Strange. Buddhists getting caught up in the “God question”. Although, reading the author’s bio, I’m not sure if he is Buddhist or merely studying Buddhism? In any case, I think the question is the wrong one. Strictly speaking, we don’t really know what the Buddha said about anything. If scholars and historians are right, Buddhist teaching was passed down orally for the first 200-years or so after the Buddha’s death before being put into writing. All the more reason to take to heart the Buddhas admonition* to be a lamp unto oneself and (ultimately) not rely on the written (or spoken) word of others. If one is looking for a personal savior maybe the God question is relevant. But what that has to do with Buddhism is beyond me. Buddhist teaching as generally understood has never revolved around God (or gods – cosmological constructs not withstanding), but rather, looking into one’s own nature. There is certainly no God, no Buddha, to worship or pray to in Buddhism as I have understood it, at least. Why get stuck on a concept when we have the means to direct experience available to us? That is what our mind offers us I think it’s fair to say.

    * with the obvious caveat assuming that’s what the Buddha actually said, but good advice nonetheless.

  6. Atheistic/materialistic Buddhism is primarily a Western Phenomenon. I am guessing because Buddhism was first introduced to us by non-practicing University Professors and alcoholic and drug crazed Beats. ;^)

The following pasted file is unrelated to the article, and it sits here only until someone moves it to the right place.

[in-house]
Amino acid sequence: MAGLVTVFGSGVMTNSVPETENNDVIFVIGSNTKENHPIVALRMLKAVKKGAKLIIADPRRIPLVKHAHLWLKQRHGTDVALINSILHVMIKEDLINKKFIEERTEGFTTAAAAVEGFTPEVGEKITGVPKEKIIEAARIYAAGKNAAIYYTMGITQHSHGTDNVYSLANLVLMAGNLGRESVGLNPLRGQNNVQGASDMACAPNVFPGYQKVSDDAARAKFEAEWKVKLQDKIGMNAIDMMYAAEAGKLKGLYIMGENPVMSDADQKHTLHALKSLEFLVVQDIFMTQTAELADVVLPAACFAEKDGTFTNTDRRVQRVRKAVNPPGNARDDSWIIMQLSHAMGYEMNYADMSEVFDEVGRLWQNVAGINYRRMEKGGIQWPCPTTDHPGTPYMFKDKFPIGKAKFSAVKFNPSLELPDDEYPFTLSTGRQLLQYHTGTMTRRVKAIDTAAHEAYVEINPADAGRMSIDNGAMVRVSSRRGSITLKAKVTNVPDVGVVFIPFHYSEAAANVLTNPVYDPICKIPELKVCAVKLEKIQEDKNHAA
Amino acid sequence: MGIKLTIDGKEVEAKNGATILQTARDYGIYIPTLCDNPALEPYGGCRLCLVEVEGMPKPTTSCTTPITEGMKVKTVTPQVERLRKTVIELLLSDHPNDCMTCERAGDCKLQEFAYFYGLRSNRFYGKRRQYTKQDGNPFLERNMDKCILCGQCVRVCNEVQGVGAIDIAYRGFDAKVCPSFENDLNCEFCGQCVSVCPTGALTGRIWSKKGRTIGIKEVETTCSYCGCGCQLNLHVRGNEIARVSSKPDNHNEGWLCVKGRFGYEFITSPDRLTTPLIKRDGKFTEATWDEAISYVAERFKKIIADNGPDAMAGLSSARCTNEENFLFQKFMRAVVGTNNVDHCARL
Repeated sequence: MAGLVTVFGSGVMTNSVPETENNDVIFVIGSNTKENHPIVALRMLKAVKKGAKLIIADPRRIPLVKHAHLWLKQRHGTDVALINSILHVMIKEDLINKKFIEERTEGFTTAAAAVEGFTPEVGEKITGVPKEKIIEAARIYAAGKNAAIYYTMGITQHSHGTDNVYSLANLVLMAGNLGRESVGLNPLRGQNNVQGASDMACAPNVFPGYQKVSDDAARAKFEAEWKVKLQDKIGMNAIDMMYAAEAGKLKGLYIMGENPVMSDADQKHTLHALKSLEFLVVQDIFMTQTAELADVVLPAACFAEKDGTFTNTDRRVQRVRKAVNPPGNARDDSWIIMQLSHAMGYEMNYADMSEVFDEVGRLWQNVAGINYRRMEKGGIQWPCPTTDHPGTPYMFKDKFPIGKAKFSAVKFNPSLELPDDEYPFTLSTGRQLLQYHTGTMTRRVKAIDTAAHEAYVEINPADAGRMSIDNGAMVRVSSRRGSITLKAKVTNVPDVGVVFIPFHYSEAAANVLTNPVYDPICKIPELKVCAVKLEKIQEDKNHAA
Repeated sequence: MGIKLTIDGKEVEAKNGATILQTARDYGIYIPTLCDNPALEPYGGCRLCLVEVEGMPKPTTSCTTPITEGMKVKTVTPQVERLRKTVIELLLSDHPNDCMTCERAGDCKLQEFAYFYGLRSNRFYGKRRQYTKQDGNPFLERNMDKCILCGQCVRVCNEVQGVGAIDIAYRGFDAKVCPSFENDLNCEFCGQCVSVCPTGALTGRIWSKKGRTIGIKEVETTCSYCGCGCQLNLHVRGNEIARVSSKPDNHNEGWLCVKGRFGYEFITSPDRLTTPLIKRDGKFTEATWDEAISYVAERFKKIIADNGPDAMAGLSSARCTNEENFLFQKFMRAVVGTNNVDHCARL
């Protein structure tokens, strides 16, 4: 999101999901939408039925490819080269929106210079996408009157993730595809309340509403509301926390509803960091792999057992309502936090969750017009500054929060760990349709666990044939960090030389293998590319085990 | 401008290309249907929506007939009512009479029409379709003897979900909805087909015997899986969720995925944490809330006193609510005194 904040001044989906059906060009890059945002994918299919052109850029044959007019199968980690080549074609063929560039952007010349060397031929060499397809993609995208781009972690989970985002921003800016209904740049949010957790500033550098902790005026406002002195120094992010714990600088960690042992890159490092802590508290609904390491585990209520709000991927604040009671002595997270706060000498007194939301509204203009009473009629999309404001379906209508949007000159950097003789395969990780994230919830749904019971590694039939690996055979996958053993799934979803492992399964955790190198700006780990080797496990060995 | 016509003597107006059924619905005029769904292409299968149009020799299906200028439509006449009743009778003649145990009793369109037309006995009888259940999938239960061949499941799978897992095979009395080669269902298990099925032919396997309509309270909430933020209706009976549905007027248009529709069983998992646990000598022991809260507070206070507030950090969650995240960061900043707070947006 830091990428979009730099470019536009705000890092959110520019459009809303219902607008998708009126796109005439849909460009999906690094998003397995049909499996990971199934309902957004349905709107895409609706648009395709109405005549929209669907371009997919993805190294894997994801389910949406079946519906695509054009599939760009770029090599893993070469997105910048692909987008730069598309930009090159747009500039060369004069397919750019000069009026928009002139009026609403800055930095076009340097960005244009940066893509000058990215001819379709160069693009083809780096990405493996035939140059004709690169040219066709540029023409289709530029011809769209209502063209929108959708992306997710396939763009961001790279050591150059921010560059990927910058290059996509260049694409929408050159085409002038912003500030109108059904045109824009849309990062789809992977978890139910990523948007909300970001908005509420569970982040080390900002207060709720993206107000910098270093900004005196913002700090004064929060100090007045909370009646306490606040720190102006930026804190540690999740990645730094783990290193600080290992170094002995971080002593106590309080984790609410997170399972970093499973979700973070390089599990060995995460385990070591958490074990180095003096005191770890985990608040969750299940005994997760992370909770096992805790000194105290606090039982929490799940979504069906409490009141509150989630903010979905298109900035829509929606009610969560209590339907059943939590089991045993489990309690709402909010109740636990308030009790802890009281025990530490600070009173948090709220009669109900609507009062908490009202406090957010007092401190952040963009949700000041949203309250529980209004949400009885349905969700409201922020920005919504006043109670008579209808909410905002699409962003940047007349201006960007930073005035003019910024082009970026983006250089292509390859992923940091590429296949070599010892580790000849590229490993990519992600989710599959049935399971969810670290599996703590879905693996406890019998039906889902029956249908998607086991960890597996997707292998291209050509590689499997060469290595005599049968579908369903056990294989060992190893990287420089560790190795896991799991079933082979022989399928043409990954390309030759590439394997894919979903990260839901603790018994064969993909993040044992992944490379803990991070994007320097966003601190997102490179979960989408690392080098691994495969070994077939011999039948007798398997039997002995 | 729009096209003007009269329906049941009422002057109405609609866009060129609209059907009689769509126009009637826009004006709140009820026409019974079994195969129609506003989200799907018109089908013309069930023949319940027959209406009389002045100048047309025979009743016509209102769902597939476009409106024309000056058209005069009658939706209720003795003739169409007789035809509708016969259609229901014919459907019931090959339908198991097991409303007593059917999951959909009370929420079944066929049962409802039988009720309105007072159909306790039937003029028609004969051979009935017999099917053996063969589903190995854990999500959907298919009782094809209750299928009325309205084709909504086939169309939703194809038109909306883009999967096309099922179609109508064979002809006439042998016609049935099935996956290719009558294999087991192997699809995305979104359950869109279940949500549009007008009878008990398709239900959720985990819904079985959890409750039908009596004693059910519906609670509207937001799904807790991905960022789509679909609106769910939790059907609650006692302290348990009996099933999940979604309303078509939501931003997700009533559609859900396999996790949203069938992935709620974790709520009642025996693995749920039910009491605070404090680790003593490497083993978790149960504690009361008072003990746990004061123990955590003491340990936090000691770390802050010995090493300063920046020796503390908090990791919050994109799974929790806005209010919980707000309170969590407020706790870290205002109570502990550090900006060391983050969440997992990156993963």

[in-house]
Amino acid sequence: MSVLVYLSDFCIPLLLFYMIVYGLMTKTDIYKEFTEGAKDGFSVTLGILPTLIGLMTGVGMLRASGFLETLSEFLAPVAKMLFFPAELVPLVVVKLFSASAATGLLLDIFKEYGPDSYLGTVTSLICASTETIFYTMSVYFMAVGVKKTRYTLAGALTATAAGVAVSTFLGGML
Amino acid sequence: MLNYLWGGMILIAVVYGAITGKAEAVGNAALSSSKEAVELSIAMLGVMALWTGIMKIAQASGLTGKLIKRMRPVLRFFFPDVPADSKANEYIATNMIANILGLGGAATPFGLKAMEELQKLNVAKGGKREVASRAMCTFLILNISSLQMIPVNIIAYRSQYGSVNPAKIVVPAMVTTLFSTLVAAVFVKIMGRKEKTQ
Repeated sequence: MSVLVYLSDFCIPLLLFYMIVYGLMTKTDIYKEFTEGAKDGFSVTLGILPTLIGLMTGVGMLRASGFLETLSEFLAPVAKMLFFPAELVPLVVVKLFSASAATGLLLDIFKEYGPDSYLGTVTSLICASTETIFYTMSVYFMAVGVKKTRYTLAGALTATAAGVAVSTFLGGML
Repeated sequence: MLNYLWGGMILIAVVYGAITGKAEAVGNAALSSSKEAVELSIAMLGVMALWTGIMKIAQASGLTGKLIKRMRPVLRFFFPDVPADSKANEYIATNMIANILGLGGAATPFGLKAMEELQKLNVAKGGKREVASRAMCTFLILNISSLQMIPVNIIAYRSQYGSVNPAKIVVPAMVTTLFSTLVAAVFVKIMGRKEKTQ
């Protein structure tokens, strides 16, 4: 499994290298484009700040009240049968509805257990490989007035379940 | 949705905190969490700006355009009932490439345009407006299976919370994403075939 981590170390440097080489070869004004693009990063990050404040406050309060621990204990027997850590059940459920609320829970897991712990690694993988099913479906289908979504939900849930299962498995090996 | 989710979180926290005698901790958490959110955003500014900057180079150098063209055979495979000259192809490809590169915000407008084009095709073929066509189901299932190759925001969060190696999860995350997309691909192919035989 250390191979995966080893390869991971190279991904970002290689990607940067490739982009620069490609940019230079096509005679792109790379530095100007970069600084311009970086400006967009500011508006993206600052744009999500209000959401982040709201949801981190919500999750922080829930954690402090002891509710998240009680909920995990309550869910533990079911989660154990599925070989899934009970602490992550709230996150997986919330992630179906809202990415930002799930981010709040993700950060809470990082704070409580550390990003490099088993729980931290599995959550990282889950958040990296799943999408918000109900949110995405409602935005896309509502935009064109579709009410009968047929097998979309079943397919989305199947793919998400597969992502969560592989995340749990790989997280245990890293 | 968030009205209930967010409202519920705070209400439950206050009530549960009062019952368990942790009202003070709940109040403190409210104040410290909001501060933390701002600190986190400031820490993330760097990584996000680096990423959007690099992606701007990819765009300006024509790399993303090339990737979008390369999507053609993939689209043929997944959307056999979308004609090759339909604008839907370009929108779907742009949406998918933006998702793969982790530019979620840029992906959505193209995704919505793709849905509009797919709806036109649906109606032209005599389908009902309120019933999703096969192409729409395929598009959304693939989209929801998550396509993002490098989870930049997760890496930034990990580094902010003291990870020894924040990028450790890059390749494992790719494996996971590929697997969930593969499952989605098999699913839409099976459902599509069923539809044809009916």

7. The only “proof” we have of a Creator God is a being saying “I am the Lord your God” and the masses of people who came after this being confirming that statement. The Buddha addressed this in the Brahmajala Sutta, specifically the views on Partial Eternalism (ekaccasassatavāda), beginning with paragragh 38.

    Coupled with the Agañña Sutta: On Knowledge of Beginnings in the Dīgha Nikāya**, one could infer that the Buddha proclaimed that there is no Creator God.

    This is one of those issues, that even if we had a definitive answer either way, would not lead to the alleviation of dukkha in the moment. But clearly, having a right view is important enough that the Buddha thought it necessary to address this.

    ** A Google search turned up a couple of pdf’s that might be translations of this Sutta, but I didn’t download to confirm. Wikipedia has a decent summary of the Sutta with a link at the bottom to a translation that loaded too slowly on this machine, timing out.

  8. I addressed this question in more detail on my own blog, but here is the executive summary:

    One, it is possible that the historical Buddha had no inkling of the God of Abrahamic monotheism. The Abrahamic creator God as we “know” him today was still in development during the time of the life of the Buddha, in another part of the world. (For example, some theological scholars believe the familiar creation story in Genesis was not written until the 6th century BCE.)

    So no, he never flat-out said that God does or does not exist. God (as we conceptualize God today) probably was not on his radar. If you had asked the Buddha straight out if God exists, he might have just said, “Who?”